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Dream Tech: The Essential Grip Kit


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BY Michelle Brady June 12, 2011 · Published by PhotoVideoEDU

Does Superman spend all his time hunched in front of a monitor? Batman? The Green Lantern? When you're the hero of the story, sometimes you have to get physical. And the Dream Tech is no different—securing lights, kludging connections, and whipping out a multitool to handle other grip-related tasks. New York Dream Techs Erika Hokanson and Ryan Brooks explain what they carry on set in their essential grip kits.


Michelle Brady is a photographer and educator. While teaching and photographing, she spent several years as a digital tech and digital systems consultant, helping photographers set up their digital workflow. She currently owns and operates Catskills Workshops & Retreats.




Being prepared will make your mother happy . . . and you’ll look like a super assistant!

My mother always said that I should never show up empty handed.

This great advice of course was in reference to a house visit or when showing up as a dinner guest. However, the rule proved helpful when I worked as an assistant.

Maybe you find it geeky, but bringing a few essential items or a grip kit with you on the job is being a prepared assistant. I also thought it was overkill and geeky—until I realized that not all photographers are the organized people I imagined them to be. Even if they were on a job with several assistants, one Sharpie just wasn’t enough.

So, my advice to you is this: Embrace your inner geek and always have a few essential items on hand.  

I’m not suggesting that you show up with a Tenba rolling case packed with your entire inventory of grip, but start with a few essentials both for the shoot and for your personal comfort. Along the way you’ll see what others are bringing and what tools you need to get the job done.

Having several items in your reach (e.g., on a Leatherman or pocket knife) can provide you with the opportunity to have that “super assistant” moment and make you look damn good. Being prepared will help you be efficient in moments when time is of the essence.  

Of course, this kit will be different for everyone, so don’t worry—you can still showcase your style and be prepared at the same time. If a tool belt is not in your fashion comfort zone, try a small waist pack or pants with lots of pockets.
I chatted with two assistants, Erika Hokanson and Ryan Brooks, who have worked with some of the top photographers in the industry. Hokanson and Brooks agree that their kits change depending on the shoot, but both carry a few “must have” items.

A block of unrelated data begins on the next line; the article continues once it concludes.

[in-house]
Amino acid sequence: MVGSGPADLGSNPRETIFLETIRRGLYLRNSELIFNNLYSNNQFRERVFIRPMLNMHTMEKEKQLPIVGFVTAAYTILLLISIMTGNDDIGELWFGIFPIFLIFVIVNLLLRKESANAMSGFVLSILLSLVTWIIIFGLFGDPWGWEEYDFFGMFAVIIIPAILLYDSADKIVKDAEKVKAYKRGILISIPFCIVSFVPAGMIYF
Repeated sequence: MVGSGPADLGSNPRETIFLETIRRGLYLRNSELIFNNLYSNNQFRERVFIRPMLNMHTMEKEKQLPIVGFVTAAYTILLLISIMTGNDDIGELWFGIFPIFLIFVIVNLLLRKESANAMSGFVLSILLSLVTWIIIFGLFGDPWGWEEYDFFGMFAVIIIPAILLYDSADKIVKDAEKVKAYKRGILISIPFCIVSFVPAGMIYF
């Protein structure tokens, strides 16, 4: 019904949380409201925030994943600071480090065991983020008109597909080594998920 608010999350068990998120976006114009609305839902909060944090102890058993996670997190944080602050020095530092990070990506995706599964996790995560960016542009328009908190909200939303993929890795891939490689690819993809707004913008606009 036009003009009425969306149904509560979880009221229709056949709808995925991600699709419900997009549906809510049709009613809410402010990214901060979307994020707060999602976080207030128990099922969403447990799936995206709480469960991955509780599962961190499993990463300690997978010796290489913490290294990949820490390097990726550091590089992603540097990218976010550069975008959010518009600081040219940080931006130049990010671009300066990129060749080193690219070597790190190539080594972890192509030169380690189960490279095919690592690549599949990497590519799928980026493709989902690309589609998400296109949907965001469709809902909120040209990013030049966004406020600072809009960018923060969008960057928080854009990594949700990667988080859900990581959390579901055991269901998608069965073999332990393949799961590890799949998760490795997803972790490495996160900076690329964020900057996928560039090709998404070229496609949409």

Erika's Essential Grip Kit

“My standard grip kit and essentials," says Hokanson, "are a Leatherman, gloves, a Sharpie, Klean Kanteen (because a majority of studios in NYC do not recycle plastic bottles), Emergen-C for those really long days, my iPod with a special upbeat playlist, and sunblock and a hat if on location. I tend not to bring a bag with extra items because I find that bags can get in the way when you have to move quickly. I’m usually assisting with photographers who have full-time firsts who pack extensive kits.”

Ryan's Essential Grip Kit

“I have a bag of essentials," says Brooks. "It's got a Sekonic L-358 light meter with the wireless trigger (I know my meter inside and out and I know it’s reliable, so I don’t have to worry about dealing with an inconsistent meter or learning a different system the morning of the shoot), a Leatherman, a few Sharpies, an X-Rite ColorChecker Passport, and a small roll of gaff tape in addition to a Sharpie with about an inch thick of gaff rolled around it. I also have an air blower, card reader, P-cord (light rope), AA batteries, and an extra meter battery. I have gloves for working with hot lights or if we're using a lot of big stands. Oh, and a Clif Bar or two. Stopping for lunch on some days just isn’t possible.”

If you’re still not sure what to bring, I’d suggest having a Leatherman (or something small to cut with), and a few Sharpies. At least you’ll look like you’re trying and be sure to make notes for the next job.  You’ll make your photographer, and your mom, very happy.

Ryan Brooks is based in NYC. His calm response to glitches on set is a priceless trait. Like a modern-day MacGyver, Ryan can figure out how to safely rig something with just the tools at hand. He is also dedicated to his own work but knows that when he is on set for someone else he is there to make their life easier and make the day go smoother. 

Erika Hokanson lives and works in New York and Los Angeles. She too is calm, cool, and collected on and off set. Her résumé includes work with several of the industry’s top photographers. Even with her busy assisting schedule, she is committed to making time for her own work. 

Read more from the Dream Tech series:

Dream Tech: Get Your Digital Tech On
The Way of the A-List Tech
The Well-Equipped Tech
What's on Your Hard Drive?
Network Your Macs


Digital Capture Tech

Featured photographer: Michelle Brady

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